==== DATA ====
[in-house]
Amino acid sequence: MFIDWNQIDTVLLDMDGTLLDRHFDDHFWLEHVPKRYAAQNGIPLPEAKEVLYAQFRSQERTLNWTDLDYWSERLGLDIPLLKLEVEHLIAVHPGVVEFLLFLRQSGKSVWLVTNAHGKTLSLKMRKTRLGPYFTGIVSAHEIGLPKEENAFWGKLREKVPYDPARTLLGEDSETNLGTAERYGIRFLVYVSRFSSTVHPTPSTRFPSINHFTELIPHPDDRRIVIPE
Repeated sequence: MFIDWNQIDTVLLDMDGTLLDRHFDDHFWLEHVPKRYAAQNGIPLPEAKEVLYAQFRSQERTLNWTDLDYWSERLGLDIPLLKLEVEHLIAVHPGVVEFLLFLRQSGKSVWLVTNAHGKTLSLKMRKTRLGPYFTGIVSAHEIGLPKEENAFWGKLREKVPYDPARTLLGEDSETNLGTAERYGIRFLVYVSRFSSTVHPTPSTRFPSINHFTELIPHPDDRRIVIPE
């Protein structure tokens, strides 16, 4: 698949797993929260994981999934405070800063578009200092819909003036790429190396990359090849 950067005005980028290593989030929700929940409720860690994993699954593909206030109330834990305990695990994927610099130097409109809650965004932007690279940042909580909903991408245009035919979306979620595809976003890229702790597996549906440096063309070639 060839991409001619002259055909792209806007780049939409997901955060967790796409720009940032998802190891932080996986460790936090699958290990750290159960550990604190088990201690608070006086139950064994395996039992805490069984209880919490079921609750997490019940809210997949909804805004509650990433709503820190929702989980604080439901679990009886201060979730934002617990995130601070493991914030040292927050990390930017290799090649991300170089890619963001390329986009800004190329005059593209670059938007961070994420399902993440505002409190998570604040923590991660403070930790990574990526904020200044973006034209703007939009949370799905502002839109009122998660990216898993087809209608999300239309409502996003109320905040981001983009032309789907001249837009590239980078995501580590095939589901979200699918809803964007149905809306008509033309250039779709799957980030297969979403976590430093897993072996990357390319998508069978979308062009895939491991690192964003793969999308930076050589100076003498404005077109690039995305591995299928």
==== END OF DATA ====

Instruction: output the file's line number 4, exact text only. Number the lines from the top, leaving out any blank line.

């Protein structure tokens, strides 16, 4: 698949797993929260994981999934405070800063578009200092819909003036790429190396990359090849 950067005005980028290593989030929700929940409720860690994993699954593909206030109330834990305990695990994927610099130097409109809650965004932007690279940042909580909903991408245009035919979306979620595809976003890229702790597996549906440096063309070639 060839991409001619002259055909792209806007780049939409997901955060967790796409720009940032998802190891932080996986460790936090699958290990750290159960550990604190088990201690608070006086139950064994395996039992805490069984209880919490079921609750997490019940809210997949909804805004509650990433709503820190929702989980604080439901679990009886201060979730934002617990995130601070493991914030040292927050990390930017290799090649991300170089890619963001390329986009800004190329005059593209670059938007961070994420399902993440505002409190998570604040923590991660403070930790990574990526904020200044973006034209703007939009949370799905502002839109009122998660990216898993087809209608999300239309409502996003109320905040981001983009032309789907001249837009590239980078995501580590095939589901979200699918809803964007149905809306008509033309250039779709799957980030297969979403976590430093897993072996990357390319998508069978979308062009895939491991690192964003793969999308930076050589100076003498404005077109690039995305591995299928």